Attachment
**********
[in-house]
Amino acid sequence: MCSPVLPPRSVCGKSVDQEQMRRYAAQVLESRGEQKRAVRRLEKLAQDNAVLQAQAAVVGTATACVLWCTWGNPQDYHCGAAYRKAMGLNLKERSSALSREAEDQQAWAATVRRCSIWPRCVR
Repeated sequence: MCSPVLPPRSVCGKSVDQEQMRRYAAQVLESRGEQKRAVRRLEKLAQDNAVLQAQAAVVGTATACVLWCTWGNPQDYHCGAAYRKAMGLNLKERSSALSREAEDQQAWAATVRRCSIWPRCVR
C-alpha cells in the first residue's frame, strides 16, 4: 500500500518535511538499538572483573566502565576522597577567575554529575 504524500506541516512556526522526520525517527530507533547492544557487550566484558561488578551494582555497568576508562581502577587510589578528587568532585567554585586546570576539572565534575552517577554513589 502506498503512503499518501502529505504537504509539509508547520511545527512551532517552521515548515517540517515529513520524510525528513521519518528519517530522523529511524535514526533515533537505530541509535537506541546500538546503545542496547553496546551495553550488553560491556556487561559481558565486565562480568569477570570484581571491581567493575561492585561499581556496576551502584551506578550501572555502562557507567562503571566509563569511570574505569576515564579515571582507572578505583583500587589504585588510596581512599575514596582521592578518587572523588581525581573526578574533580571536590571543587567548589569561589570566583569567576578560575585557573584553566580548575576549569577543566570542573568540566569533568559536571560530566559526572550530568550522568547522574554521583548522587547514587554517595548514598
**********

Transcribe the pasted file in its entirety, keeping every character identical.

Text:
[in-house]
Amino acid sequence: MCSPVLPPRSVCGKSVDQEQMRRYAAQVLESRGEQKRAVRRLEKLAQDNAVLQAQAAVVGTATACVLWCTWGNPQDYHCGAAYRKAMGLNLKERSSALSREAEDQQAWAATVRRCSIWPRCVR
Repeated sequence: MCSPVLPPRSVCGKSVDQEQMRRYAAQVLESRGEQKRAVRRLEKLAQDNAVLQAQAAVVGTATACVLWCTWGNPQDYHCGAAYRKAMGLNLKERSSALSREAEDQQAWAATVRRCSIWPRCVR
C-alpha cells in the first residue's frame, strides 16, 4: 500500500518535511538499538572483573566502565576522597577567575554529575 504524500506541516512556526522526520525517527530507533547492544557487550566484558561488578551494582555497568576508562581502577587510589578528587568532585567554585586546570576539572565534575552517577554513589 502506498503512503499518501502529505504537504509539509508547520511545527512551532517552521515548515517540517515529513520524510525528513521519518528519517530522523529511524535514526533515533537505530541509535537506541546500538546503545542496547553496546551495553550488553560491556556487561559481558565486565562480568569477570570484581571491581567493575561492585561499581556496576551502584551506578550501572555502562557507567562503571566509563569511570574505569576515564579515571582507572578505583583500587589504585588510596581512599575514596582521592578518587572523588581525581573526578574533580571536590571543587567548589569561589570566583569567576578560575585557573584553566580548575576549569577543566570542573568540566569533568559536571560530566559526572550530568550522568547522574554521583548522587547514587554517595548514598